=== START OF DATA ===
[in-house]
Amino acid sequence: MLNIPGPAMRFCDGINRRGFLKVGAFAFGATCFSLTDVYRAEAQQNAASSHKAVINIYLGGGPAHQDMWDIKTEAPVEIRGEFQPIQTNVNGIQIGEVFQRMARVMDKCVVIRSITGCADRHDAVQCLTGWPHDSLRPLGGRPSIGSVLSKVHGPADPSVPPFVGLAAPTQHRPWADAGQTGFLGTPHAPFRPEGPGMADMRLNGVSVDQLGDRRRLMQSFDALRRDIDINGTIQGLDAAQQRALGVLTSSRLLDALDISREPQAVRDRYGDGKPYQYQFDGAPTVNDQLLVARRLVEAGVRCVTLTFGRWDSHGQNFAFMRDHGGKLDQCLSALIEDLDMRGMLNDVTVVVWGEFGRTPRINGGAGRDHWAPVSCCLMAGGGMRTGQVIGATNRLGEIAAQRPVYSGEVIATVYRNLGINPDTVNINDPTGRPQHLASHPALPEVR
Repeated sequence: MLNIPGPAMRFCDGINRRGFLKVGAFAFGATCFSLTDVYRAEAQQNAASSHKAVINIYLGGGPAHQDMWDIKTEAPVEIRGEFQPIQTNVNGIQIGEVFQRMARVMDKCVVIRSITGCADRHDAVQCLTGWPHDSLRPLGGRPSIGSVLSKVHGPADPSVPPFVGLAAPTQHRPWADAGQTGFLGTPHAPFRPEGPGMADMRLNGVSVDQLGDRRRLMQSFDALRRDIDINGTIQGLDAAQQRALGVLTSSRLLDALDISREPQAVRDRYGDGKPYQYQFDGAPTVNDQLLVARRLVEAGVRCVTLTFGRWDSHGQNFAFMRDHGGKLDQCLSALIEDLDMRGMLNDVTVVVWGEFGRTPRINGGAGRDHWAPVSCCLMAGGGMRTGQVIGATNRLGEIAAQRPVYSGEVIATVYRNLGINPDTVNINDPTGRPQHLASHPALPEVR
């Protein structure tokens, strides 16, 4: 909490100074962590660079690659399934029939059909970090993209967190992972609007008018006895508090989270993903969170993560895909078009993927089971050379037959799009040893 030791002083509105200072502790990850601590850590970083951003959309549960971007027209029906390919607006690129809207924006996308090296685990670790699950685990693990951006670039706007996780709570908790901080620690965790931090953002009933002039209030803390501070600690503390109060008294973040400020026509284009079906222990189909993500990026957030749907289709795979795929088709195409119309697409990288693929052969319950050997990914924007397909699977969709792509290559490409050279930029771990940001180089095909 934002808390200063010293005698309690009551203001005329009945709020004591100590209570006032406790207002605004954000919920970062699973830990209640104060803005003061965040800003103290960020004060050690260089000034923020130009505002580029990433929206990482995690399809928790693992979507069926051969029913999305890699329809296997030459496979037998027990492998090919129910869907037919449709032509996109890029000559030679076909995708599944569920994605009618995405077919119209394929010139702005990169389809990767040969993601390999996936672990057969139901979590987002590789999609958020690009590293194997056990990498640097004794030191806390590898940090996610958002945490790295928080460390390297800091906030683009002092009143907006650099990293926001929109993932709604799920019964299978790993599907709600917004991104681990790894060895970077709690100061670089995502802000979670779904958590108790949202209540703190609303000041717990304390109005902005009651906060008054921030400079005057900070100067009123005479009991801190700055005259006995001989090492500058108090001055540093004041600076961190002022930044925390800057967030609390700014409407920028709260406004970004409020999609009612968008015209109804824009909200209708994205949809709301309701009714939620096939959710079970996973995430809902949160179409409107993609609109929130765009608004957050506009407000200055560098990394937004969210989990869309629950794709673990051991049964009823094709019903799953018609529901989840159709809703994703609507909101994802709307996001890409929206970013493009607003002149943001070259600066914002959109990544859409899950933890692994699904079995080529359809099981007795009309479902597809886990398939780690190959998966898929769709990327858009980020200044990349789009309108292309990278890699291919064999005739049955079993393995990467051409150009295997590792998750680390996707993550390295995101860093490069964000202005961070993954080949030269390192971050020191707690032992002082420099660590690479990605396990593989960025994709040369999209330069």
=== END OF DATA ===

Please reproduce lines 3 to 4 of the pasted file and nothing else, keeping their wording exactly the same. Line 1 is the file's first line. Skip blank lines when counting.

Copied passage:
Repeated sequence: MLNIPGPAMRFCDGINRRGFLKVGAFAFGATCFSLTDVYRAEAQQNAASSHKAVINIYLGGGPAHQDMWDIKTEAPVEIRGEFQPIQTNVNGIQIGEVFQRMARVMDKCVVIRSITGCADRHDAVQCLTGWPHDSLRPLGGRPSIGSVLSKVHGPADPSVPPFVGLAAPTQHRPWADAGQTGFLGTPHAPFRPEGPGMADMRLNGVSVDQLGDRRRLMQSFDALRRDIDINGTIQGLDAAQQRALGVLTSSRLLDALDISREPQAVRDRYGDGKPYQYQFDGAPTVNDQLLVARRLVEAGVRCVTLTFGRWDSHGQNFAFMRDHGGKLDQCLSALIEDLDMRGMLNDVTVVVWGEFGRTPRINGGAGRDHWAPVSCCLMAGGGMRTGQVIGATNRLGEIAAQRPVYSGEVIATVYRNLGINPDTVNINDPTGRPQHLASHPALPEVR
């Protein structure tokens, strides 16, 4: 909490100074962590660079690659399934029939059909970090993209967190992972609007008018006895508090989270993903969170993560895909078009993927089971050379037959799009040893 030791002083509105200072502790990850601590850590970083951003959309549960971007027209029906390919607006690129809207924006996308090296685990670790699950685990693990951006670039706007996780709570908790901080620690965790931090953002009933002039209030803390501070600690503390109060008294973040400020026509284009079906222990189909993500990026957030749907289709795979795929088709195409119309697409990288693929052969319950050997990914924007397909699977969709792509290559490409050279930029771990940001180089095909 934002808390200063010293005698309690009551203001005329009945709020004591100590209570006032406790207002605004954000919920970062699973830990209640104060803005003061965040800003103290960020004060050690260089000034923020130009505002580029990433929206990482995690399809928790693992979507069926051969029913999305890699329809296997030459496979037998027990492998090919129910869907037919449709032509996109890029000559030679076909995708599944569920994605009618995405077919119209394929010139702005990169389809990767040969993601390999996936672990057969139901979590987002590789999609958020690009590293194997056990990498640097004794030191806390590898940090996610958002945490790295928080460390390297800091906030683009002092009143907006650099990293926001929109993932709604799920019964299978790993599907709600917004991104681990790894060895970077709690100061670089995502802000979670779904958590108790949202209540703190609303000041717990304390109005902005009651906060008054921030400079005057900070100067009123005479009991801190700055005259006995001989090492500058108090001055540093004041600076961190002022930044925390800057967030609390700014409407920028709260406004970004409020999609009612968008015209109804824009909200209708994205949809709301309701009714939620096939959710079970996973995430809902949160179409409107993609609109929130765009608004957050506009407000200055560098990394937004969210989990869309629950794709673990051991049964009823094709019903799953018609529901989840159709809703994703609507909101994802709307996001890409929206970013493009607003002149943001070259600066914002959109990544859409899950933890692994699904079995080529359809099981007795009309479902597809886990398939780690190959998966898929769709990327858009980020200044990349789009309108292309990278890699291919064999005739049955079993393995990467051409150009295997590792998750680390996707993550390295995101860093490069964000202005961070993954080949030269390192971050020191707690032992002082420099660590690479990605396990593989960025994709040369999209330069």